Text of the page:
• http://twitter.com/lawsondawson Susan Lawson-Dawson

    Email address naming conventions are so predictable that it wouldn’t have taken much to guess the correct address if you looked him up on the NBC website – probably less than 60 seconds to try the three most obvious choices. FirstName.LastName or FirstName_LastName or FirstInitialLastName followed by @nbcuni.com (which is already listed as the domain on the contact page.

  • http://www.barryadams.co.uk/ Barry Adams

    As someone who does almost all their daily interactions via email and who rarely uses his phone, I do think a phone call is much more invasive than an email.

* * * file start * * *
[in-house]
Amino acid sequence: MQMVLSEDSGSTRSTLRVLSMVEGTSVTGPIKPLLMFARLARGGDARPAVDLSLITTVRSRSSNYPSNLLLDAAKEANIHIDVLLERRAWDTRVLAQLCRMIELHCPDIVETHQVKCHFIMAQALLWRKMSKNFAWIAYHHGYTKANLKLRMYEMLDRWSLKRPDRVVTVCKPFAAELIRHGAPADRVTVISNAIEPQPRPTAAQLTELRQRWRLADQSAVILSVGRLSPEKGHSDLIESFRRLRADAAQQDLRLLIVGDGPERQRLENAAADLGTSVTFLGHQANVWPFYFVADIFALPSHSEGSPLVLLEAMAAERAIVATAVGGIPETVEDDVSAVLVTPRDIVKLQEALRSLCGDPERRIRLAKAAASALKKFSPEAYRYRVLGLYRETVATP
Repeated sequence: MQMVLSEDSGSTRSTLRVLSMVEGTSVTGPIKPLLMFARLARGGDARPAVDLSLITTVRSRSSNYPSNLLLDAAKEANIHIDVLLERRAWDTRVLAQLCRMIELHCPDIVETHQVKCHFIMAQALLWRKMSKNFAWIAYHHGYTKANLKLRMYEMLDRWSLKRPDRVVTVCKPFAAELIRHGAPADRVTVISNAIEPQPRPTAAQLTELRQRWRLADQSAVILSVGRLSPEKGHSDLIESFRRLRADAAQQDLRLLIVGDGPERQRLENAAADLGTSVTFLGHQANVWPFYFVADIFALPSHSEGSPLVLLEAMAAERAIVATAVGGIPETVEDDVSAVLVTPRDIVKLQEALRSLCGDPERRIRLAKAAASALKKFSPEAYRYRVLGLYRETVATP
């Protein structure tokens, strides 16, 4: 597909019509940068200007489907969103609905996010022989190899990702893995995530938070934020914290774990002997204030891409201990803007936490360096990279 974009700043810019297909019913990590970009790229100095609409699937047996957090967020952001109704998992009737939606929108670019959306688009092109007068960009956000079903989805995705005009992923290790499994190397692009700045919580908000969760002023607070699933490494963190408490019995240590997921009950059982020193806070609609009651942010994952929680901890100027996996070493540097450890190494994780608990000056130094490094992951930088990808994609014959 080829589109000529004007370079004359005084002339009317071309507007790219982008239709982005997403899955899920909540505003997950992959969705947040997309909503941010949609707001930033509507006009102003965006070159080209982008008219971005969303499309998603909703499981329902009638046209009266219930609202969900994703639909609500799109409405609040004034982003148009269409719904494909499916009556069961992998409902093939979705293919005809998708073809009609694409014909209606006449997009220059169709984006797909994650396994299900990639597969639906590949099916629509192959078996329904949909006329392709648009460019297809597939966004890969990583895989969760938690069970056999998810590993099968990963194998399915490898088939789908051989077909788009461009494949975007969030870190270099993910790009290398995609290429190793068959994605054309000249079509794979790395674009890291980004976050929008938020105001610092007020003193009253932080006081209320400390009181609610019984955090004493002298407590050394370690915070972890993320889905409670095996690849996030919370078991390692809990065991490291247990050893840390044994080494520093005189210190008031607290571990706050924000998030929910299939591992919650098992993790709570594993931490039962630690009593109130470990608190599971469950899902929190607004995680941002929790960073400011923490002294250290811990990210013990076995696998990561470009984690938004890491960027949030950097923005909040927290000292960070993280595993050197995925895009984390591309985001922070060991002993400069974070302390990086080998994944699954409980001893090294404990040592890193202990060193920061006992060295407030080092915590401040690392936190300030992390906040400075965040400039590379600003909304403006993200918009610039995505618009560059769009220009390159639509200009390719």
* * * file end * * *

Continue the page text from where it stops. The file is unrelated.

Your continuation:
In email, I can block addresses and mark emails as spam. I can easily create filters to only allow emails from trusted people. I can do all kinds of things to manage the messages I see.

    On the phone, I have no such luxury. It’s much harder to block phone numbers, to filter messages, to prevent unwanted calls from reaching me. I have much less control over who I speak to on the phone – aside from simply not answering – than I have over whose email messages I see.

    So I’d agree with Guy that an email address – especially a corporate one using a predictable syntax – is much less invasive than a phone number. And definitely much less invasive than a home address. In my opinion the latter should not be allowed to be posted on Twitter at all, save perhaps through DMs.